"Filmmakers in France, in Europe, in the United States and around the world are dismayed by this decision," foamed Fremaux in the petition’s covering letter with unearned self-righteousness. "It seems inadmissible to them that an international cultural event, paying homage to one of the greatest contemporary filmmakers, is used by the police to apprehend him." Whoopi Goldberg — not a signatory — even defended Polanski by inventing a bold new legal concept, bizarrely claiming his offence had been "not a rape rape".
Many of Polanski’s high profile defenders appear to have been bolstered by a campaigning 2008 documentary, Roman Polanski: Wanted and Desired, which raised serious questions over the behaviour of the original Los Angeles judge in the case, Laurence J Rittenband, as well as that of the girl’s mother. Besides, so the argument goes, the director was persecuted by the Nazis as a child in Poland; had suffered the murder of his wife, Sharon Tate, by the Charles Manson gang; and the girl involved, now a grown woman, had since gone public asking for charges to be dropped.
And if those didn’t convince, well, hey, his offence was committed such a long time ago so give the guy a break. As the "dumbfounded" French culture minister, Frederic Mitterrand, put it, Polanski was being "thrown to the lions for an ancient story, imprisoned while travelling to an event that was intending to honour him: caught, in short, in a trap". Linger, for a moment, on that strange and rather offensive image — the admitted sexual predator of a minor, recast as an innocent tossed to the savage beasts.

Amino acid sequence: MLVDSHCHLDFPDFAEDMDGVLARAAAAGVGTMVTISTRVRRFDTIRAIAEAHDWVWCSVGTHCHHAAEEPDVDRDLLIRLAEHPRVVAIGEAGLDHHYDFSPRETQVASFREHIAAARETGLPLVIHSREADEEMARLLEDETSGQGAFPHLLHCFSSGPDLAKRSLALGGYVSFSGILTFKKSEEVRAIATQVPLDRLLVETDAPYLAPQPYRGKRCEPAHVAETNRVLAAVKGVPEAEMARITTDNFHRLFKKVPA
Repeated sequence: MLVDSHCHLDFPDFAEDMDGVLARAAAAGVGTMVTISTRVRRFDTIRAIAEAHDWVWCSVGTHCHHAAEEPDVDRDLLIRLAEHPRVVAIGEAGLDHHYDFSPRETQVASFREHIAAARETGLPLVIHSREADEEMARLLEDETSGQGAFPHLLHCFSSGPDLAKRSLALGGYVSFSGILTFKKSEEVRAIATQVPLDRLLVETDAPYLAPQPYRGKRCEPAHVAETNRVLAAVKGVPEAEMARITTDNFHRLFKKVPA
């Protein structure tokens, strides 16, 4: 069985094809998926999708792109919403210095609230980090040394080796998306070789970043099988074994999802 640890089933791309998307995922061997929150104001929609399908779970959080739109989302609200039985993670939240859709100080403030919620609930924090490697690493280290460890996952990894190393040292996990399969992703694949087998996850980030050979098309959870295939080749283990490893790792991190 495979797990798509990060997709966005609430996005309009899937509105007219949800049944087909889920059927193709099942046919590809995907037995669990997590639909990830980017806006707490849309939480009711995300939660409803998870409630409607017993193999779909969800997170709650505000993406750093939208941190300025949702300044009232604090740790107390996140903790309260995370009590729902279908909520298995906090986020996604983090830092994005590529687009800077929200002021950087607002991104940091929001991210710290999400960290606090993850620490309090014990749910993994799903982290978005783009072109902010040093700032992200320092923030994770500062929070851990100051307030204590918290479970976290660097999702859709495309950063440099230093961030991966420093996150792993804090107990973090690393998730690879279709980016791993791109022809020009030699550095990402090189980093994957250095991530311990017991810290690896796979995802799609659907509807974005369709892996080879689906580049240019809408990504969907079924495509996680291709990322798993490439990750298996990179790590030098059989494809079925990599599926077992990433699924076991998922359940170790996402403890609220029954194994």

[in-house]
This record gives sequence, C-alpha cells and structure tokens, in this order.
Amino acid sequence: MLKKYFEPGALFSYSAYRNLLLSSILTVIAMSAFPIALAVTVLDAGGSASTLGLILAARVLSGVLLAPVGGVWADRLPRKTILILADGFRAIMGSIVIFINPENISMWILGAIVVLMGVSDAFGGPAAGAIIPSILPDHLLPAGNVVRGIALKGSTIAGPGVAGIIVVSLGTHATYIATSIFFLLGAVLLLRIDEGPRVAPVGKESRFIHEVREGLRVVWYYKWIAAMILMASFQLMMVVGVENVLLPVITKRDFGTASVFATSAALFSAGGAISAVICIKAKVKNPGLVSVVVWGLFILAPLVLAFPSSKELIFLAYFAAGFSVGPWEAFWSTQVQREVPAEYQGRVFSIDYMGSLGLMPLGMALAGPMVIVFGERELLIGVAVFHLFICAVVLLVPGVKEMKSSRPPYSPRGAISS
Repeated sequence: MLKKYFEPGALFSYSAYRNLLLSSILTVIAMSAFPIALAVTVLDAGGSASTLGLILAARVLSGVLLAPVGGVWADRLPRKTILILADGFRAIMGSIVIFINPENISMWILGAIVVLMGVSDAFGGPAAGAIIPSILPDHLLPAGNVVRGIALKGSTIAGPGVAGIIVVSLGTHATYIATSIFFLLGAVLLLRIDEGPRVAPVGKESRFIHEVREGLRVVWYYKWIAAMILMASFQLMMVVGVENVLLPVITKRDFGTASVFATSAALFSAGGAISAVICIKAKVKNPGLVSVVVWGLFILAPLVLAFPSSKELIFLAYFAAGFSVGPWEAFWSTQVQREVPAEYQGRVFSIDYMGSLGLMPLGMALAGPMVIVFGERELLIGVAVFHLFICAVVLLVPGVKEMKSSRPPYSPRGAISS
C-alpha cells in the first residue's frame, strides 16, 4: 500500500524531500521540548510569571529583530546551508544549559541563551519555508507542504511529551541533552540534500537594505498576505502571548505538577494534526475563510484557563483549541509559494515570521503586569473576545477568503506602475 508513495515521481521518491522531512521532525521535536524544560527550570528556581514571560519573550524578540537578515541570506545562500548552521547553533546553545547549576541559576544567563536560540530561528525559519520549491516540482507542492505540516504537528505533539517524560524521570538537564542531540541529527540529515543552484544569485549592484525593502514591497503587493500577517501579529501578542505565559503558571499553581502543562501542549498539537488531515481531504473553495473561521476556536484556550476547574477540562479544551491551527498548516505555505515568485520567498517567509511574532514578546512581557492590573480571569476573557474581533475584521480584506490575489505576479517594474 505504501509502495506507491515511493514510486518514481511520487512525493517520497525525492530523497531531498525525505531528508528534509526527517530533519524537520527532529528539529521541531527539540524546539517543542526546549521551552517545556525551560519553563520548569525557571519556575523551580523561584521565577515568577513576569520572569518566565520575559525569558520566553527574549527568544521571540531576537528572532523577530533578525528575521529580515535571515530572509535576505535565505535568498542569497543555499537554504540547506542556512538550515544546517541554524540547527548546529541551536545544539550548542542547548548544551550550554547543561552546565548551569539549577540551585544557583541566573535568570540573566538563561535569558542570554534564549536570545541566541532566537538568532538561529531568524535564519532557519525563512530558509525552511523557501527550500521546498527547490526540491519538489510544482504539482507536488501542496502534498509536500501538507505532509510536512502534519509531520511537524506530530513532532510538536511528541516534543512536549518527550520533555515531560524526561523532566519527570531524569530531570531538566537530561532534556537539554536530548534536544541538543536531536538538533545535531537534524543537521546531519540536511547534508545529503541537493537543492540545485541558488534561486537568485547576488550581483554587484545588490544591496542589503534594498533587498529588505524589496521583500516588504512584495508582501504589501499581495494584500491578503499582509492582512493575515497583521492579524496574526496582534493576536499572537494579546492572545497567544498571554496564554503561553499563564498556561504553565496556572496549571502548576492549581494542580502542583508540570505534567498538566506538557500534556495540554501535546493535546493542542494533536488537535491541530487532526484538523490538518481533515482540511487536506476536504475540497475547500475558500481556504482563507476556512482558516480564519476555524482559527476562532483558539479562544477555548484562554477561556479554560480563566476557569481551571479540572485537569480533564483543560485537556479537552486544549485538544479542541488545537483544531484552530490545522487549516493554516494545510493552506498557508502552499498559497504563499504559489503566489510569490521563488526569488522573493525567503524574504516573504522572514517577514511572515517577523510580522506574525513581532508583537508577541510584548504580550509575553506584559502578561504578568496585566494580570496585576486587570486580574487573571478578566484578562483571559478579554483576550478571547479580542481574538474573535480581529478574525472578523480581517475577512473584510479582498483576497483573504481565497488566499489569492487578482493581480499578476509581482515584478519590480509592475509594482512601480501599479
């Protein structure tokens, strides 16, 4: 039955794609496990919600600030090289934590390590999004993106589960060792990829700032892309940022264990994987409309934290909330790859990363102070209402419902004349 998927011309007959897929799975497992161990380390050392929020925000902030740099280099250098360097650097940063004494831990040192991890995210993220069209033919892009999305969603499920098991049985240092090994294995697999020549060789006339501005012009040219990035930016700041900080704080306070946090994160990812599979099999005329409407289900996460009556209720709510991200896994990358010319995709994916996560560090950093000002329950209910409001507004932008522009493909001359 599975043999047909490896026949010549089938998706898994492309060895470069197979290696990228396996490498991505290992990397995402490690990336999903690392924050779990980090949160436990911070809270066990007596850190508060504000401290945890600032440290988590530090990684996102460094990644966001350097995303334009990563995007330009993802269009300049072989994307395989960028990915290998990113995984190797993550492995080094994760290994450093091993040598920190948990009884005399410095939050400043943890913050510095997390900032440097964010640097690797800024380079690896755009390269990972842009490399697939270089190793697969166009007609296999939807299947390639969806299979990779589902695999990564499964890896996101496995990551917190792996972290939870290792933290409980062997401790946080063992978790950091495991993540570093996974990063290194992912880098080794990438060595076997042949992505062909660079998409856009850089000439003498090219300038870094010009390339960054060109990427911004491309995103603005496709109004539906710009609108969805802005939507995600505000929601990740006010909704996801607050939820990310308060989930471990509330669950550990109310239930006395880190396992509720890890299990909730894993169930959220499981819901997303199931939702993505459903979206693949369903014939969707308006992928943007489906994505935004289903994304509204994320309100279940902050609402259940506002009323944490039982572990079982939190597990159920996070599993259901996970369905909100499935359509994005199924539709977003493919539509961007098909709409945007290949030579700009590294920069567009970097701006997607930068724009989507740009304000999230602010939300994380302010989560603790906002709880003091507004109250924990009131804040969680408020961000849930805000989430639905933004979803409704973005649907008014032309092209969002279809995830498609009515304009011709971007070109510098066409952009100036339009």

None of the above arguments change a simple fact: Polanski long ago pleaded guilty to the sexual abuse of a 13-year-old girl. The only person who should be allowed to take any of the above into consideration as mitigating factors is the US judge who finally decides upon his sentence.
So what, exactly, was Polanski’s offence? Many web commentators have referred to it as "rape". The legal story is more complex. He was initially charged with rape by use of drugs, perversion, sodomy, a lewd and lascivious act upon a child under 14, along with furnishing a controlled substance (methaqualone, better known as Quaaludes) to a minor. Offered a plea bargain that swapped these charges with the lesser one of engaging in unlawful sexual intercourse with a minor, Polanski pleaded guilty. But he fled the country before he could be sentenced for the crime.